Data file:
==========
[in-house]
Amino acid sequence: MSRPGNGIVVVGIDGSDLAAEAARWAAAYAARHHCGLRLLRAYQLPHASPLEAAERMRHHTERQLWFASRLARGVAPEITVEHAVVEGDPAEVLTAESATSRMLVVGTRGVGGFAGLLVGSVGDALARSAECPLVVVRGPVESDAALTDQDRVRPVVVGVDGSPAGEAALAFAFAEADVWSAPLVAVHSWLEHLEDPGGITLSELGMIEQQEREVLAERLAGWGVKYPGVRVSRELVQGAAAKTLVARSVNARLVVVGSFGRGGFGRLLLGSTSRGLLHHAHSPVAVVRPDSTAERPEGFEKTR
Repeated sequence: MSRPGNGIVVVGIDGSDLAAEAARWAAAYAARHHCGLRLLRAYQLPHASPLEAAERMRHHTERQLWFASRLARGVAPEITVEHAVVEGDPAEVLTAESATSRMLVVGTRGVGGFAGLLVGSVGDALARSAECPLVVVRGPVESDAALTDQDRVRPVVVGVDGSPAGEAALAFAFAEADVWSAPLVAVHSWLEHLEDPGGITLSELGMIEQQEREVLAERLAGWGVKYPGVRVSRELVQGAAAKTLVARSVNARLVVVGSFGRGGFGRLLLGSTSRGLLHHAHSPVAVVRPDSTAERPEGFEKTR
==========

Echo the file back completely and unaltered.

[in-house]
Amino acid sequence: MSRPGNGIVVVGIDGSDLAAEAARWAAAYAARHHCGLRLLRAYQLPHASPLEAAERMRHHTERQLWFASRLARGVAPEITVEHAVVEGDPAEVLTAESATSRMLVVGTRGVGGFAGLLVGSVGDALARSAECPLVVVRGPVESDAALTDQDRVRPVVVGVDGSPAGEAALAFAFAEADVWSAPLVAVHSWLEHLEDPGGITLSELGMIEQQEREVLAERLAGWGVKYPGVRVSRELVQGAAAKTLVARSVNARLVVVGSFGRGGFGRLLLGSTSRGLLHHAHSPVAVVRPDSTAERPEGFEKTR
Repeated sequence: MSRPGNGIVVVGIDGSDLAAEAARWAAAYAARHHCGLRLLRAYQLPHASPLEAAERMRHHTERQLWFASRLARGVAPEITVEHAVVEGDPAEVLTAESATSRMLVVGTRGVGGFAGLLVGSVGDALARSAECPLVVVRGPVESDAALTDQDRVRPVVVGVDGSPAGEAALAFAFAEADVWSAPLVAVHSWLEHLEDPGGITLSELGMIEQQEREVLAERLAGWGVKYPGVRVSRELVQGAAAKTLVARSVNARLVVVGSFGRGGFGRLLLGSTSRGLLHHAHSPVAVVRPDSTAERPEGFEKTR